Cultural Festivals in Australia
The biggest showcase of Indian culture to be held in Australia is being billed as an important way to foster collaboration and generate a reservoir of goodwill between the countries.
The 10-week Confluence Festival will be held in seven major cities from August to November.
Diverse dance, music and theatre from India will be showcased, as well as workshops on innovation, politics and sport.
"Confluence represents cultures meeting, ideas meeting, people meeting, artists meeting — like two rivers.
"At some point they meet, and they blend, they take a bit from each other and hopefully the sum total that emerges is larger than the individual parts."
Mr Suri said the festival would highlight Australian-Indian collaboration.
"We're focusing in a big way on seeing which acts from India can work with which Australian artists, " he said.
"The idea behind that is that the festival is not just about doing some great performances and getting some great applause, but about forging relationships between artists and audiences, artists and artists, that should endure long after the festival."
Using the arts to build 'reservoir of goodwill'
Mr Suri said ongoing fear and distrust of other cultures came from a lack of awareness or ignorance.
"What we're trying to do is use culture as the medium to deepen relationships, to deepen friendships to create more understanding and awareness, " he said.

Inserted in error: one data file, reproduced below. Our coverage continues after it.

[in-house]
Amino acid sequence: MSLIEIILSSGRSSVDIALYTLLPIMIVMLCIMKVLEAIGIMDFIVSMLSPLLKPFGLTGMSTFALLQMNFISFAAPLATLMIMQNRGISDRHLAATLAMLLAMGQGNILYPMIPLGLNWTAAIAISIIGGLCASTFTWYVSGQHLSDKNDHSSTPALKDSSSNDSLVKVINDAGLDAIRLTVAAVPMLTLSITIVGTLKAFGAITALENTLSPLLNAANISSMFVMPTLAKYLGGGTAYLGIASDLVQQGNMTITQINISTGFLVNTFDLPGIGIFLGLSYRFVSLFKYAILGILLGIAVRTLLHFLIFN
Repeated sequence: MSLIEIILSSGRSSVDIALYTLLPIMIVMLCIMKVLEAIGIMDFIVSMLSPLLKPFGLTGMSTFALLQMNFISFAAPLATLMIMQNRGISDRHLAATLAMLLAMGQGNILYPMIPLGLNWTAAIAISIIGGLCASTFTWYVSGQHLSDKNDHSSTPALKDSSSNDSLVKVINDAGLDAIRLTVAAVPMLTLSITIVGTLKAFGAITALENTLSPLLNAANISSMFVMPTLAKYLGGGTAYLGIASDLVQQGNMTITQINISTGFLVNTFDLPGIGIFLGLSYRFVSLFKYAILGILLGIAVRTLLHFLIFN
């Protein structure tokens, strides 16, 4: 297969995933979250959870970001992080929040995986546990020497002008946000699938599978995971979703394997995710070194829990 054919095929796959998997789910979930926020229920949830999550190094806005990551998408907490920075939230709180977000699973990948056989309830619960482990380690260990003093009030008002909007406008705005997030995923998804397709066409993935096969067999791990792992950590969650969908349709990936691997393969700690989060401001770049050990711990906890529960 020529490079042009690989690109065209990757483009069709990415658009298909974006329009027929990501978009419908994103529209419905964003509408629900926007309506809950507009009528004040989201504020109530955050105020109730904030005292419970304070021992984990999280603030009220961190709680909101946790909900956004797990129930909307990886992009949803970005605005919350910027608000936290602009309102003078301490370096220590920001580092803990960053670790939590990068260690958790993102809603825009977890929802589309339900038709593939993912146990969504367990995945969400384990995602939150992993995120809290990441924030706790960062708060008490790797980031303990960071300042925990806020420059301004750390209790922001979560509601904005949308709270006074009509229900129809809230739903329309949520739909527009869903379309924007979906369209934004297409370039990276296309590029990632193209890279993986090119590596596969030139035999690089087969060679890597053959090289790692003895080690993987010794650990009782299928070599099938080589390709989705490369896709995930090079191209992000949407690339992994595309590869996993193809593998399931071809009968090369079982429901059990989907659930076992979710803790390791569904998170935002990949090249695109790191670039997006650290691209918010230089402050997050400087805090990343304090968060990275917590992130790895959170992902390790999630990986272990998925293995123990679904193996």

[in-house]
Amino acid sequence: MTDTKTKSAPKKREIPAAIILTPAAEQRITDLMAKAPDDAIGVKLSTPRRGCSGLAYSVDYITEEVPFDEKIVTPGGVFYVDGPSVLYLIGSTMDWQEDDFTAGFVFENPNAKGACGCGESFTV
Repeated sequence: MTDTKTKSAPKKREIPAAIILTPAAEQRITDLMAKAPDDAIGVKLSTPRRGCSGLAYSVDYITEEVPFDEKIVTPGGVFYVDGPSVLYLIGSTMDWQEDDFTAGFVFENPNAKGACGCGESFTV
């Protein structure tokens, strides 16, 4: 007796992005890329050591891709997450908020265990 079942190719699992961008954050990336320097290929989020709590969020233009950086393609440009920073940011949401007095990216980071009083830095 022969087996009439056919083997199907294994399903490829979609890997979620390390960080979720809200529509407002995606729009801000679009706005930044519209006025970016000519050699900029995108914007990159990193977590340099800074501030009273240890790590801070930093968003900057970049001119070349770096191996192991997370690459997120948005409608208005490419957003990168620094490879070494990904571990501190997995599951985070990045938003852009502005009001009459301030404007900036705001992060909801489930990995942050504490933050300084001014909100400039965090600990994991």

"Arts don't come with the baggage that comes from government statements or other directives.
"That opportunity for people to come and enjoy different cultural experience can often do more than a lot of media and communication efforts can do."
He said the arts could do more than governments to build cultural understanding.
"There are clearly limitations on what governments can achieve, what government-to-government relations can achieve, " he said.
"Beyond that is the larger picture of people-to-people contact; when we cement those, that's like money in the bank.
"When your relationship gets buffeted by other unexpected events — which often happens in any relationships — then that understanding, that reservoir of goodwill that is there at a popular level between the average Australian and the average Indian is what is going to stand in good stead."
Sonam Kalra and The Sufi Gospel Project
One of the stars of the festival is Sonam Kalra, a singer-composer who is collaborating with Australian gospel singer Ashlee Clement as part of The Sufi Gospel Project.
"Sonam plays a unique blend of pure Rumi's Sufi music but she also blends it with gospel, " Mr Suri said.
"She's a very articulate artist; she's done TEDx talks and she's spoken about her vision of the oneness of humanity."
Mr Suri said Kalra took audiences on a cultural journey.
"You will come away with the impression that she takes you through this journey from the poetry of Rumi to John Lennon and 'imagine all the people', " he said.
"You see the common strand flowing between them.
"In these times that we are living in, where there is so much fear and so much hatred and suspicion of the other, what better antidote to bigotry than to try and understand each other's cultures?"
Bollywood dance workshops in Sydney, Brisbane, Canberra
Bollywood flash mobs will pop up in Sydney, Brisbane and Canberra during the festival, led by Gilles Chuyen.